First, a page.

Tax season strikes fear into the hearts (and bank accounts) of many. But if you’re lucky, all the pain of pouring over W2s and hunting down deductions will culminate in a nice, big chunk of change. According to IRS filing data, the average American tax return is between $2800-3,000. So what to do with all that cash?
No surprise here, we’re planning to spend it on our homes! But instead of splurging on trends that will go out of style, why not invest in improvements that will raise your home’s value over the long term? Laurel & Wolf designer Kimberly Winthrop did just that, spending $3,000 to transform a bland kitchen into a modern oasis. Read on for tips and products that will help you put your return to good use in the kitchen and beyond!
Before Kimberly got her hands on the space, the kitchen served its utilitarian purpose. It had nice appliances and wasn’t hideous, but the room lacked personality and style.
The Big Fixes:
The cabinets themselves were in good shape, so Kimberly saved money by just replacing the fronts. At around $1000, it was the priciest part of the makeover. But investing in high-quality cabinetry means they’ll last longer and add value to the resale cost of your home. Then she removed the upper cabinets on the less side to add visual space.
Next she set to work painting and swapping out the kitchen’s hardware. “It’s amazing how a fresh coat of paint and switching the pulls and handles on cabinetry can change the entire look of a kitchen,” she says.
She went with white for the upper cabinets to keep the space feeling bright and open, and applied a classic navy blue shade to the lower ones to create visual interest. The new chrome cabinet and drawer pulls echoed the finish of the home’s appliances. The paint and new handles cost around $200 each, and she saved money by doing the labor herself.
“Quite a bit of sweat equity goes into redoing a kitchen, even if it’s just changing cabinet doors and painting,” Kimberly says. “But it’s also a great way to save money.”
Shop the Look:
The next big thing was changing the countertops. This required a fair amount of elbow grease but it has a huge effect on the space.
“Previously, the countertops were this shabby, plastic material called corona, and they had to go. So we replaced them with butcher block, which is affordable, good-looking, and creates some color variety and texture,” Kimberly says.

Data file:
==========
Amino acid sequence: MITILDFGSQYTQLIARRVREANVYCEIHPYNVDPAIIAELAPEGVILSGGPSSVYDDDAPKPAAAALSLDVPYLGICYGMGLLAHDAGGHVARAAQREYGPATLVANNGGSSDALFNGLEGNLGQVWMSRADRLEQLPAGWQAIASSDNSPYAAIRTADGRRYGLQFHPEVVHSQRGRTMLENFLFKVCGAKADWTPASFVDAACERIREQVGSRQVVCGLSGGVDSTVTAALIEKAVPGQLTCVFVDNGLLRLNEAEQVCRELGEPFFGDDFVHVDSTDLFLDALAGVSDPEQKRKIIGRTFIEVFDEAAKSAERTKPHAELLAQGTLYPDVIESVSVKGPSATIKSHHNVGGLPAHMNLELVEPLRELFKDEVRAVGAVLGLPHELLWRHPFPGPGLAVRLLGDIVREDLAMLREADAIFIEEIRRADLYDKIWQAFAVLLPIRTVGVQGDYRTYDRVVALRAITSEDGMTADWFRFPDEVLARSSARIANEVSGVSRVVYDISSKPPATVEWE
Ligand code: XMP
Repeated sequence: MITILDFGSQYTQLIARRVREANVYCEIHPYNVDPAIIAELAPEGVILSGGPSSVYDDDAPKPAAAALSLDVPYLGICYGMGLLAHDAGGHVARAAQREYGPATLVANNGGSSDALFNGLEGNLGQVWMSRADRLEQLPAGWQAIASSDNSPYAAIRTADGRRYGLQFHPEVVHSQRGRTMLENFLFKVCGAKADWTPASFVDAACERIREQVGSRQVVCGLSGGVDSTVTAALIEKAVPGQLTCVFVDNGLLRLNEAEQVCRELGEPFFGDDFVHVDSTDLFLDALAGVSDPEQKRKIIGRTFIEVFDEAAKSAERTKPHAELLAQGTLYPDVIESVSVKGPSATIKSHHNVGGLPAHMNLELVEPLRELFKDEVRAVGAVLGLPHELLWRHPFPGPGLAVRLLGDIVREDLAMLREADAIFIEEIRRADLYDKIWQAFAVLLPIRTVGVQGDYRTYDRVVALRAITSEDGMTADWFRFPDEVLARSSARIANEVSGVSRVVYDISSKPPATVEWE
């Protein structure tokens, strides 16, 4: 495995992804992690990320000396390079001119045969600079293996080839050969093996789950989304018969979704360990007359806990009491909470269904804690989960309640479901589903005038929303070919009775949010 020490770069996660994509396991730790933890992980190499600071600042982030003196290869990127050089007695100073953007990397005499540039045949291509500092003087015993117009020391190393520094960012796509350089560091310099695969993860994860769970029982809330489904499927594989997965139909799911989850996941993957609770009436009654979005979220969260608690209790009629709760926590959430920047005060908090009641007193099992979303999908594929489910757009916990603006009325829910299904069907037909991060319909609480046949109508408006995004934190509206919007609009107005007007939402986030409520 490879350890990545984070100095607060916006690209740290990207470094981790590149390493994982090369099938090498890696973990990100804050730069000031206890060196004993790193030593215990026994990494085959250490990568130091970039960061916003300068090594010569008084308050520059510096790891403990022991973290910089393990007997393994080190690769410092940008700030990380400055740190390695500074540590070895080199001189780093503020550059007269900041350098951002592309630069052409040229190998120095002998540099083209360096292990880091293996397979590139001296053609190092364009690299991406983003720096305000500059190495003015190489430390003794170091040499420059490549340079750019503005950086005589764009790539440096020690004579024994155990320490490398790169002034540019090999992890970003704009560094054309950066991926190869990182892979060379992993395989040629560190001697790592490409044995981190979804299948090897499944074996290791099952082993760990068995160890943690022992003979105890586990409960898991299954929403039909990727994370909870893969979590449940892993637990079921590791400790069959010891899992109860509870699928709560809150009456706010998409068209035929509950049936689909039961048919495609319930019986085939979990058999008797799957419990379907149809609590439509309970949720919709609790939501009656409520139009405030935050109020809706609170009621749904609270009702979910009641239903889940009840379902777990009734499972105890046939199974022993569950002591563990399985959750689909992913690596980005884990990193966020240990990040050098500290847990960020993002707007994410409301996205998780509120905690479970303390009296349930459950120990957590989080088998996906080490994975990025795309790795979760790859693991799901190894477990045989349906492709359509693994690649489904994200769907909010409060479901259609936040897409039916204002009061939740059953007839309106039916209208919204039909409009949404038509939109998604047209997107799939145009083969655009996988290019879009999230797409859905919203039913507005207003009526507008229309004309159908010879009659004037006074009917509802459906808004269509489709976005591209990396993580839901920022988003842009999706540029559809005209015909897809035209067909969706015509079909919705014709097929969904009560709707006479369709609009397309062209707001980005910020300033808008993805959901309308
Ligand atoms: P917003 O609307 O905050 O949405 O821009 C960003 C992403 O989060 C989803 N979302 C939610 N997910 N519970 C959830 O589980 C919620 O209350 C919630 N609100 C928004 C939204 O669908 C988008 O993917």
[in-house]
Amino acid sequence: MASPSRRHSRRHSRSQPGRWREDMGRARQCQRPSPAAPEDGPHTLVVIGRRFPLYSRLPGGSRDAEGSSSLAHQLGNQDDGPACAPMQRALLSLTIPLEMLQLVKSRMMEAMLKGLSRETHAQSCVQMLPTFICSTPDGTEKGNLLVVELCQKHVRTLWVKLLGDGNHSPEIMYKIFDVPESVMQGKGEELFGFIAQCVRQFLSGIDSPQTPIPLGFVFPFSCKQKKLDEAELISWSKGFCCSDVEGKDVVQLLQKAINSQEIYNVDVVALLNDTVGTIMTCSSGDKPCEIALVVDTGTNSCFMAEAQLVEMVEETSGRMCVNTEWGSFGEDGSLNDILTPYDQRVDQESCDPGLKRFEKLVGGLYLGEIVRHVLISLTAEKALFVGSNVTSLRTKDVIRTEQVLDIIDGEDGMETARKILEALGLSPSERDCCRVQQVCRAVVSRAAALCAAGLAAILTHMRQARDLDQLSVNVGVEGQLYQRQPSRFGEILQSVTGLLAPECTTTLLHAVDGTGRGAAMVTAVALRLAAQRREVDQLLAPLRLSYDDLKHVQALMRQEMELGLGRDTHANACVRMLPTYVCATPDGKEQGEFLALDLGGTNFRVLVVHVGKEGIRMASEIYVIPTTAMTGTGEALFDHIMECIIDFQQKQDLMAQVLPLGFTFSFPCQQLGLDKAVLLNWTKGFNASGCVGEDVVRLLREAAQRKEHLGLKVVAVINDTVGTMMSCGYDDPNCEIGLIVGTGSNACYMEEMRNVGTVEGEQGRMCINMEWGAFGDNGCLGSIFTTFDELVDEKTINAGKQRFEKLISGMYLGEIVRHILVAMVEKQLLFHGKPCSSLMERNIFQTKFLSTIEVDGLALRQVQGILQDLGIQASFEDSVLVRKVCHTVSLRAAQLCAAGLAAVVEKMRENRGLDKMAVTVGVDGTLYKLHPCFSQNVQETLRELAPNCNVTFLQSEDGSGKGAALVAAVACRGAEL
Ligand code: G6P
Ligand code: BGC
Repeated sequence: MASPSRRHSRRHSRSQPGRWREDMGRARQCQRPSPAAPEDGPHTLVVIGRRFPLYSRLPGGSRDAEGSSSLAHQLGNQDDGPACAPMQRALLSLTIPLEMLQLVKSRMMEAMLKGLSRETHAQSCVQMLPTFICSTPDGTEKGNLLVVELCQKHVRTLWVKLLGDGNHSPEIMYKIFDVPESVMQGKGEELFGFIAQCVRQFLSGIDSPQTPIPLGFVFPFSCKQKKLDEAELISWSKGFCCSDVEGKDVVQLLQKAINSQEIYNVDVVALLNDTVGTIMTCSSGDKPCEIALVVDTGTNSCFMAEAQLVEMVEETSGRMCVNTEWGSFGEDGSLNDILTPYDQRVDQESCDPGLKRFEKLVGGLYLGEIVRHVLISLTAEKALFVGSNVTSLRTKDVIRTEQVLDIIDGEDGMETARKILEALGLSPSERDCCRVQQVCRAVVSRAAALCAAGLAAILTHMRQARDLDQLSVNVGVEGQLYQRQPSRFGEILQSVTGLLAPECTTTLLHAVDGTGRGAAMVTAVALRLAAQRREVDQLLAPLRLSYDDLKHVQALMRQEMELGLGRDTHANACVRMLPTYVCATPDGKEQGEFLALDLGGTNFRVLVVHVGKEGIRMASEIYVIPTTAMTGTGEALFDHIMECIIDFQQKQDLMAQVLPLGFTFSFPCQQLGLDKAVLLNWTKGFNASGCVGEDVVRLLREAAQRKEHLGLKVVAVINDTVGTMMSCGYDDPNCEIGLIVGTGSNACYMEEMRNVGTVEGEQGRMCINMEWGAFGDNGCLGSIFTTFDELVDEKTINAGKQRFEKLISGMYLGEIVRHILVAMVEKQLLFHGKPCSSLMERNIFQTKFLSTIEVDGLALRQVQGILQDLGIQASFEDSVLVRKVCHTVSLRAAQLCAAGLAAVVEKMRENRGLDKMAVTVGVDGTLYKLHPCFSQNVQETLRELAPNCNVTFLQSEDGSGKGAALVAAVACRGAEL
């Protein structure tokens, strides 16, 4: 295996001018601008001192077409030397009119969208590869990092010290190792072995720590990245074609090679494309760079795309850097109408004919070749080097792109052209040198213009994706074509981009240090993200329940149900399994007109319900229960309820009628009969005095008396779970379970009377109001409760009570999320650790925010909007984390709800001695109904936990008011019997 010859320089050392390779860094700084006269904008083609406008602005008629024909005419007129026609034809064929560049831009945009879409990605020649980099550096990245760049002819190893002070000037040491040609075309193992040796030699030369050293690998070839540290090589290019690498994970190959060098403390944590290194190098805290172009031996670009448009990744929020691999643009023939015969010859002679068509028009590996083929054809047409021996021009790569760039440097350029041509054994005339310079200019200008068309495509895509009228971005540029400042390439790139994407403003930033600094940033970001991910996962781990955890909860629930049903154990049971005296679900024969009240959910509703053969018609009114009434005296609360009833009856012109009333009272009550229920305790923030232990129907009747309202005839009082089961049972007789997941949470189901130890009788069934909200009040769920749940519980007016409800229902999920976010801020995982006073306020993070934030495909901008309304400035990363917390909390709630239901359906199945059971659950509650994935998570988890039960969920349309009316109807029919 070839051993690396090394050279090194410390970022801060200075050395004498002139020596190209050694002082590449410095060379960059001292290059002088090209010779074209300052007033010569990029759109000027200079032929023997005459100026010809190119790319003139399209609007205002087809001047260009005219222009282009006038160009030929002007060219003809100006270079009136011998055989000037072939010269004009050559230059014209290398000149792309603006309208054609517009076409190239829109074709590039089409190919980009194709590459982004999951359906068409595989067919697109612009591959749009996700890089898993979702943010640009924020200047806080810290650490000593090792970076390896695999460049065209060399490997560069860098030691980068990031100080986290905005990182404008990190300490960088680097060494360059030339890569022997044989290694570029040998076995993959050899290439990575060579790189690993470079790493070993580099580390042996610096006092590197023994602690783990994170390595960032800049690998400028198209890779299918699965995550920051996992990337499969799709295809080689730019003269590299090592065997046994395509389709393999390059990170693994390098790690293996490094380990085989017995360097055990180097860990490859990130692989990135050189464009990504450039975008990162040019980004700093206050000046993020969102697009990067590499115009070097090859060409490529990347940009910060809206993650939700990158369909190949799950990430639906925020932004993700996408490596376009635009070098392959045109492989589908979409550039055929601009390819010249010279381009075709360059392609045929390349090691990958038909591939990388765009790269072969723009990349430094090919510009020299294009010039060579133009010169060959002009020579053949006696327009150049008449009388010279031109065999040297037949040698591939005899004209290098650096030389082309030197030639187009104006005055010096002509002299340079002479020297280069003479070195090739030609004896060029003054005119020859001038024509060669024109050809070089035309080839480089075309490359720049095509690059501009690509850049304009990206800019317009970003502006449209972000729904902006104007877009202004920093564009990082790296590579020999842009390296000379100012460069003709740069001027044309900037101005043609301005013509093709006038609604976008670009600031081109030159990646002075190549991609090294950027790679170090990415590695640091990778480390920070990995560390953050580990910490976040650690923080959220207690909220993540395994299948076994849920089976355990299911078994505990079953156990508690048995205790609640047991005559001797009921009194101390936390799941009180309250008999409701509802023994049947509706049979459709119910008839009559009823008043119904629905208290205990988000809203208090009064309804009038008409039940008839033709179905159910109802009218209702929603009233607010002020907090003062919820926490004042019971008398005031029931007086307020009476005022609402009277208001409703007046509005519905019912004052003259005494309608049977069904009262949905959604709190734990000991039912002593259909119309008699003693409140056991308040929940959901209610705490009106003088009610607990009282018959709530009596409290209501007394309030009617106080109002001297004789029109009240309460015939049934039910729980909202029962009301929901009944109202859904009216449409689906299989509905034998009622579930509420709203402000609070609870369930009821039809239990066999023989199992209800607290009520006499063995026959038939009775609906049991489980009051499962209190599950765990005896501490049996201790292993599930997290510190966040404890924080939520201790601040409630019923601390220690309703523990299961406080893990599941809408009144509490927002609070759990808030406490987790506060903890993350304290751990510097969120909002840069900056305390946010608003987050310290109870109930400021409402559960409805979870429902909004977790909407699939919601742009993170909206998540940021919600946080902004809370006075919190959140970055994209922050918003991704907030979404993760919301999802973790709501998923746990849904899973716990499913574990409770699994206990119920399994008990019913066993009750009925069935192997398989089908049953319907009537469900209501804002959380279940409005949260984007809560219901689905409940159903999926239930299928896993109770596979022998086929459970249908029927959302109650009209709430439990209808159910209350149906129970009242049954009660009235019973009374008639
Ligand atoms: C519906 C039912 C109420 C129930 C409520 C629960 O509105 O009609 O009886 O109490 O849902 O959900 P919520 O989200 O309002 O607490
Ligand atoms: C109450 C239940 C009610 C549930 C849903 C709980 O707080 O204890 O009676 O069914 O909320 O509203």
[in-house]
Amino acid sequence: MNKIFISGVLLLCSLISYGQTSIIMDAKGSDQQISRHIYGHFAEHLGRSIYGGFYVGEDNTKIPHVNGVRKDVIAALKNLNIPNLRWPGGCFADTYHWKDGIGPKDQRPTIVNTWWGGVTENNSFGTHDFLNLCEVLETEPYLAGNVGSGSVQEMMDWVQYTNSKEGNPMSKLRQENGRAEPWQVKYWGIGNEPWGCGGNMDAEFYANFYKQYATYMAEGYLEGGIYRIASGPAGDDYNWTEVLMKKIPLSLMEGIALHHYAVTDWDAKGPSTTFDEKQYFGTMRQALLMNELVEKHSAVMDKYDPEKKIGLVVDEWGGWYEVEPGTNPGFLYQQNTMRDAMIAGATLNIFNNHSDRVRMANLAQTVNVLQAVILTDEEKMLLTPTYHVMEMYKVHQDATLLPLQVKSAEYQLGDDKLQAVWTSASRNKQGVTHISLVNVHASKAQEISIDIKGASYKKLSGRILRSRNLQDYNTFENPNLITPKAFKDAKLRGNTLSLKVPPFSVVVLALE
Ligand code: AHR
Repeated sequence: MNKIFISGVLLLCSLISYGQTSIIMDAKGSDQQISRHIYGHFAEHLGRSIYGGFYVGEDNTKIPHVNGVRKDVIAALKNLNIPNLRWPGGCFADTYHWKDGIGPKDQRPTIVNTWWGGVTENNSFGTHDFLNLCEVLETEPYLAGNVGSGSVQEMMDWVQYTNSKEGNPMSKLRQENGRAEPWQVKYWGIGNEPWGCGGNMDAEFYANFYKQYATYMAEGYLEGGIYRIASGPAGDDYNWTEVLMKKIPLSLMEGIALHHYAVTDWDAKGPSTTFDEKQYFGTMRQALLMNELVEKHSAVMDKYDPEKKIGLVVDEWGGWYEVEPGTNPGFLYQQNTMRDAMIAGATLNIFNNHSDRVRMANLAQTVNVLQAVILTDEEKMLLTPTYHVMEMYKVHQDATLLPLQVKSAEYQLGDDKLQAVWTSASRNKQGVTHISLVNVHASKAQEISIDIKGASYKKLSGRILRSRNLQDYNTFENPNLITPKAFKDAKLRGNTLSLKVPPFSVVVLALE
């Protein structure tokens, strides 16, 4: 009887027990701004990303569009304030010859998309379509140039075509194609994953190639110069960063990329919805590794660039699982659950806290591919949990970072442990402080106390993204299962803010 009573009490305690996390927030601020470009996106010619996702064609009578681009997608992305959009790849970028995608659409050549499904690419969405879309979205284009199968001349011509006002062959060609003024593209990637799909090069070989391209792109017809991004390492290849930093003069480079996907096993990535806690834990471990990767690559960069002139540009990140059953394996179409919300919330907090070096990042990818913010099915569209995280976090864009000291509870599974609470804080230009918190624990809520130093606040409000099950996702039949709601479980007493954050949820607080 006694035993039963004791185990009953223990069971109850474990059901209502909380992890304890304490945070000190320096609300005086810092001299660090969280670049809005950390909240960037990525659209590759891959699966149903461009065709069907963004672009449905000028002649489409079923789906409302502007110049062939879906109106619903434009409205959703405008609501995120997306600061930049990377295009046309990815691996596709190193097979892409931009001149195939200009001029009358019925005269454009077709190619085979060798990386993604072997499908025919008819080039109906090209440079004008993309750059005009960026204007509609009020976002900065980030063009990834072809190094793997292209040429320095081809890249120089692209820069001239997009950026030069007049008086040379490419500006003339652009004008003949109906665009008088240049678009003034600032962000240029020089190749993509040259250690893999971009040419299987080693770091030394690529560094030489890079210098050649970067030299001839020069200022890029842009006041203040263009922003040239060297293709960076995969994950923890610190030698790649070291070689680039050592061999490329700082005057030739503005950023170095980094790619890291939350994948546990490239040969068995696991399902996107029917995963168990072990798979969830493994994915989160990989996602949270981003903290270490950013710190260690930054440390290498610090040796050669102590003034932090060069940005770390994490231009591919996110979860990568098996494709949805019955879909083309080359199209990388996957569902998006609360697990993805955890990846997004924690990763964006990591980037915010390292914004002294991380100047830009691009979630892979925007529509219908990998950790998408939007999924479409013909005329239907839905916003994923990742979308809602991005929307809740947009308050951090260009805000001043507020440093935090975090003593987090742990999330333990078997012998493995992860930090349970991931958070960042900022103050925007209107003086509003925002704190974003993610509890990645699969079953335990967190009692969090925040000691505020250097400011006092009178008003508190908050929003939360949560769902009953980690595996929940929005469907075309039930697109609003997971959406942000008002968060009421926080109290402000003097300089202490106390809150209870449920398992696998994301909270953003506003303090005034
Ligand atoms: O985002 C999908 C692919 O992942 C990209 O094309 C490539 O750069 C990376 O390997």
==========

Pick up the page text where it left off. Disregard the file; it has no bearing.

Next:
But best of all, butcher block is super functional. It’s kind of like having a built-in cutting board throughout your kitchen. This piece of the makeover cost around $500, and it was well worth the price.
The Little Fixes:
Most kitchens come with decent overhead lighting, but sometimes the fixtures are less than appealing. Kimberly replaced the light over the kitchen sink with an industrial pendant and added a roman shade to the window. If you have the counter space, you can also bring in softer lamps for an additional element of homey comfort.
Shop the Look:
Though there are plenty of structural changes you can do to a kitchen, the simplest and most affordable improvements come from decoration.
“When you add decor to your kitchen, it makes it feel more like a cohesive part of the home, a room you actually want to spend time in,” Kimberly says.
To provide more room for objects, she added an open-shelved kitchen island where pretty bowls and cookware can be displayed. Then, by stacking cookbooks, adding artwork, and incorporating plants and fresh flowers, Kimberly brought brand new life to the space.
Shop the Look:
Marble Cookbook Holder, Williams-Sonoma, $99.95 / Tropical Still Life, Minted, $195
For $3000, we’d say this is tax return money well spent.
1. Lake Hamilton Kitchen Island / 2. 1-Light Bowl Pendant / 3. KitchenAid Artisan Stand Mixer / 4. Kitchen Cabinet Hardware Pull / 5. Textured Organic Vase / 6. Comfort Food Cookbook / 7. Sun Woven Wall Hanging / 8. Rainforest Art Print